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Maximizing Our Potential: What Do We Owe the 98%?. Nancy Alvarado 2012 Mensa Annual Gathering. Where we stand. Gifted programs are being cut nationwide. Including programs for arts & athletics The rationale for education is: All children deserve to be educated to their maximum potential…

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maximizing our potential what do we owe the 98

Maximizing Our Potential: What Do We Owe the 98%?

Nancy Alvarado

2012 Mensa Annual Gathering

where we stand
Where we stand
  • Gifted programs are being cut nationwide.
    • Including programs for arts & athletics
  • The rationale for education is:
    • All children deserve to be educated to their maximum potential…
    • Unless they are working at grade level…
    • Beyond that, their education depends on what their parents can afford.
national association for gifted children
National Association for Gifted Children
  • State of the Nation – a report on the status of gifted education nationwide.
  • Of 36 states reporting:
    • 10 provided $0 for gifted education 2010-11
    • 4 more spent less than $1 million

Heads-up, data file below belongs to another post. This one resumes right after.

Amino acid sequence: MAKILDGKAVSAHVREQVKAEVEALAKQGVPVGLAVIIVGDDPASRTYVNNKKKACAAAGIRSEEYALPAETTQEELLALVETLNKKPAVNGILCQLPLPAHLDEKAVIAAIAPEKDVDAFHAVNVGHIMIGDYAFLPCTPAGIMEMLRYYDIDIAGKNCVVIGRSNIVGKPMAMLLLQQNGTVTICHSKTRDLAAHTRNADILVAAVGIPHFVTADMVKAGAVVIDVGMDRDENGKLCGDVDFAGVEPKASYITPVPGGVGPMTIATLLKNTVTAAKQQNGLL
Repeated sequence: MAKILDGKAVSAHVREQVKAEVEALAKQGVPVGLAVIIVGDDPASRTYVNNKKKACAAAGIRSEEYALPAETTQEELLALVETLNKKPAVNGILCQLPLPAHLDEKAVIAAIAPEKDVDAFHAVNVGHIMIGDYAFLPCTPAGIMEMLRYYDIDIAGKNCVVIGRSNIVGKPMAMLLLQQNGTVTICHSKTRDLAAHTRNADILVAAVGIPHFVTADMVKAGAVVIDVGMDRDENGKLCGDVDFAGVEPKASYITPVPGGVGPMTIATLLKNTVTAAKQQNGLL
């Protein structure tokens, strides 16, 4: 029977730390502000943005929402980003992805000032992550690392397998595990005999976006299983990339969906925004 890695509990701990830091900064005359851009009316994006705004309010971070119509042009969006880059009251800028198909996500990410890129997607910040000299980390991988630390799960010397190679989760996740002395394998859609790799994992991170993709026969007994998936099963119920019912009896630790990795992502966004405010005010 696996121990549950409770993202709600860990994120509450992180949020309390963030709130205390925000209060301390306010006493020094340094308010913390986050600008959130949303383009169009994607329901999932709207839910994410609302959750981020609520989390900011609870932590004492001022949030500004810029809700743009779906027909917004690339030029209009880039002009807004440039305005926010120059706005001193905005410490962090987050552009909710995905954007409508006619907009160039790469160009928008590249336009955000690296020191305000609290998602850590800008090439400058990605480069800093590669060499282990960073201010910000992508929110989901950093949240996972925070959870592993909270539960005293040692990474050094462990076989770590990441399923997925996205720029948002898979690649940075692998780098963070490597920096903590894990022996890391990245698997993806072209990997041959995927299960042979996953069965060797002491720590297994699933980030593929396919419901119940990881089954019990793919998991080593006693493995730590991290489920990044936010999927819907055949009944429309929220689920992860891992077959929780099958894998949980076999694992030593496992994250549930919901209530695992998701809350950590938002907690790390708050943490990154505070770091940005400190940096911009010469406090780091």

• 15 spent $10 million or more
    • 14 have reduced state funding since the last report
times are tough
Times are Tough
  • Gifted education has never been a priority.
  • No Child Left Behind has made funding contingent on performance in ways that divert resources from gifted education.
  • Education for ALL children has increasingly focused on job skills training not other traditional goals of education.
psychology examines giftedness
Psychology examines giftedness

Subotnik, Olszewski-Kubilius & Worrell (2011). Rethinking giftedness and gifted education: A proposed direction forward based on psychological science. Psychological Science in the Public Interest, 12, 3-54.

Rita Subotnik

goals of gifted education
Goals of Gifted Education
  • Self-actualization versus Eminence
  • Views of the gifted as qualitatively different stress developing the psyche.
  • Subotnik, Kassan et al, 1993 asked:

“Can gifted children grown up claim to be gifted adults without displaying markers of distinction associated with their abilities?”

  • To be labeled “gifted”, adults must display eminence – society has a right to expect this return on their investment.
eminence should be the goal
Eminence should be the goal
  • Subotnik et al. state: